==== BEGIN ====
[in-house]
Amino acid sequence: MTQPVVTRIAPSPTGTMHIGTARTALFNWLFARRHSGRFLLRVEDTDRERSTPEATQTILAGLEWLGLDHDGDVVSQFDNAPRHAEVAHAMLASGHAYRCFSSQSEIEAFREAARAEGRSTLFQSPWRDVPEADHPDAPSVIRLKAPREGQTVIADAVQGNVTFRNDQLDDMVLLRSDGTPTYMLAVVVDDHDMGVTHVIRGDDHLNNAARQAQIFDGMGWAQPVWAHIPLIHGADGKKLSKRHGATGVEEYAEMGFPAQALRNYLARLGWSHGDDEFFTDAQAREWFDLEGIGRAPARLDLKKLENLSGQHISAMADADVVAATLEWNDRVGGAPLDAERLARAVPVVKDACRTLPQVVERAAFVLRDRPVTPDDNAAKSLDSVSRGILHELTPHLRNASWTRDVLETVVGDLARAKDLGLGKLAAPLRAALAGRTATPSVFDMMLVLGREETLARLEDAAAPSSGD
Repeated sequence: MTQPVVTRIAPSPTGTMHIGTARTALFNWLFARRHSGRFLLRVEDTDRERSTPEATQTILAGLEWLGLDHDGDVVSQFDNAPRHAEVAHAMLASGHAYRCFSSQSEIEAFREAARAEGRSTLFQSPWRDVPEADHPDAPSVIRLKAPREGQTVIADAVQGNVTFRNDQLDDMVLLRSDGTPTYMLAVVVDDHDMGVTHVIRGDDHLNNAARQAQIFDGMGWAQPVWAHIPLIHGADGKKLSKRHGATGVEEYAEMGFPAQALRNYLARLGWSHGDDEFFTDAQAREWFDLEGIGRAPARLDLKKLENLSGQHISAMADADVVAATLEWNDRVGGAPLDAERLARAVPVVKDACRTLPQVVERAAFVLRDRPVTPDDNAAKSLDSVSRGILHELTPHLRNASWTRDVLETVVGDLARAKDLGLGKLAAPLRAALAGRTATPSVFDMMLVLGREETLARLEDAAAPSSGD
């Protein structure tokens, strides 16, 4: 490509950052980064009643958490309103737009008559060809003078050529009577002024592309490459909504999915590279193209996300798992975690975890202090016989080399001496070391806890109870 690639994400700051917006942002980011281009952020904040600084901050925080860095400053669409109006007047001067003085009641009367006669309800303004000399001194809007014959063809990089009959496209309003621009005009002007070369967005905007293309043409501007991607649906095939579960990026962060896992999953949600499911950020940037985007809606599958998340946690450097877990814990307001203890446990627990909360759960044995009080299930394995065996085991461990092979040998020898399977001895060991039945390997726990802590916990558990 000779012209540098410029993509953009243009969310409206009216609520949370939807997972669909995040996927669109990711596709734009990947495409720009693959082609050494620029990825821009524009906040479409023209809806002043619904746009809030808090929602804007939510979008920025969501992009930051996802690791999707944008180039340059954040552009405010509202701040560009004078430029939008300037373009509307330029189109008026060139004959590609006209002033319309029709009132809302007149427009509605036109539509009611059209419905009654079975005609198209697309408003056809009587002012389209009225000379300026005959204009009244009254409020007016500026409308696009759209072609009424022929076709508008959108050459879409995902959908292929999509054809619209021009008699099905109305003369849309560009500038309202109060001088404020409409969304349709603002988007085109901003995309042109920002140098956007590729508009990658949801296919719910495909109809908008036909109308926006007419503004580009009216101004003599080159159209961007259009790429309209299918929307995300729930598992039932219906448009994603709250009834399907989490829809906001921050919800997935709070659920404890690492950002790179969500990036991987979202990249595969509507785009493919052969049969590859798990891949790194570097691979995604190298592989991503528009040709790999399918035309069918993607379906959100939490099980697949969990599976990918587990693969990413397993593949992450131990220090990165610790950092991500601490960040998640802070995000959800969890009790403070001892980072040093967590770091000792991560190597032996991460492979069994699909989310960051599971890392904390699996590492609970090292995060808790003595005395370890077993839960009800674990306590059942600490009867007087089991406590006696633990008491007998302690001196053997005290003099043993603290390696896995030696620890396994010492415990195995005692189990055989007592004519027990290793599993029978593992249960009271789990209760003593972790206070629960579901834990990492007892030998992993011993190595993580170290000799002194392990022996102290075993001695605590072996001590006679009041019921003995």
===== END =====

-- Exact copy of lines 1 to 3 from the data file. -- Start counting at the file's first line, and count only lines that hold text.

[in-house]
Amino acid sequence: MTQPVVTRIAPSPTGTMHIGTARTALFNWLFARRHSGRFLLRVEDTDRERSTPEATQTILAGLEWLGLDHDGDVVSQFDNAPRHAEVAHAMLASGHAYRCFSSQSEIEAFREAARAEGRSTLFQSPWRDVPEADHPDAPSVIRLKAPREGQTVIADAVQGNVTFRNDQLDDMVLLRSDGTPTYMLAVVVDDHDMGVTHVIRGDDHLNNAARQAQIFDGMGWAQPVWAHIPLIHGADGKKLSKRHGATGVEEYAEMGFPAQALRNYLARLGWSHGDDEFFTDAQAREWFDLEGIGRAPARLDLKKLENLSGQHISAMADADVVAATLEWNDRVGGAPLDAERLARAVPVVKDACRTLPQVVERAAFVLRDRPVTPDDNAAKSLDSVSRGILHELTPHLRNASWTRDVLETVVGDLARAKDLGLGKLAAPLRAALAGRTATPSVFDMMLVLGREETLARLEDAAAPSSGD
Repeated sequence: MTQPVVTRIAPSPTGTMHIGTARTALFNWLFARRHSGRFLLRVEDTDRERSTPEATQTILAGLEWLGLDHDGDVVSQFDNAPRHAEVAHAMLASGHAYRCFSSQSEIEAFREAARAEGRSTLFQSPWRDVPEADHPDAPSVIRLKAPREGQTVIADAVQGNVTFRNDQLDDMVLLRSDGTPTYMLAVVVDDHDMGVTHVIRGDDHLNNAARQAQIFDGMGWAQPVWAHIPLIHGADGKKLSKRHGATGVEEYAEMGFPAQALRNYLARLGWSHGDDEFFTDAQAREWFDLEGIGRAPARLDLKKLENLSGQHISAMADADVVAATLEWNDRVGGAPLDAERLARAVPVVKDACRTLPQVVERAAFVLRDRPVTPDDNAAKSLDSVSRGILHELTPHLRNASWTRDVLETVVGDLARAKDLGLGKLAAPLRAALAGRTATPSVFDMMLVLGREETLARLEDAAAPSSGD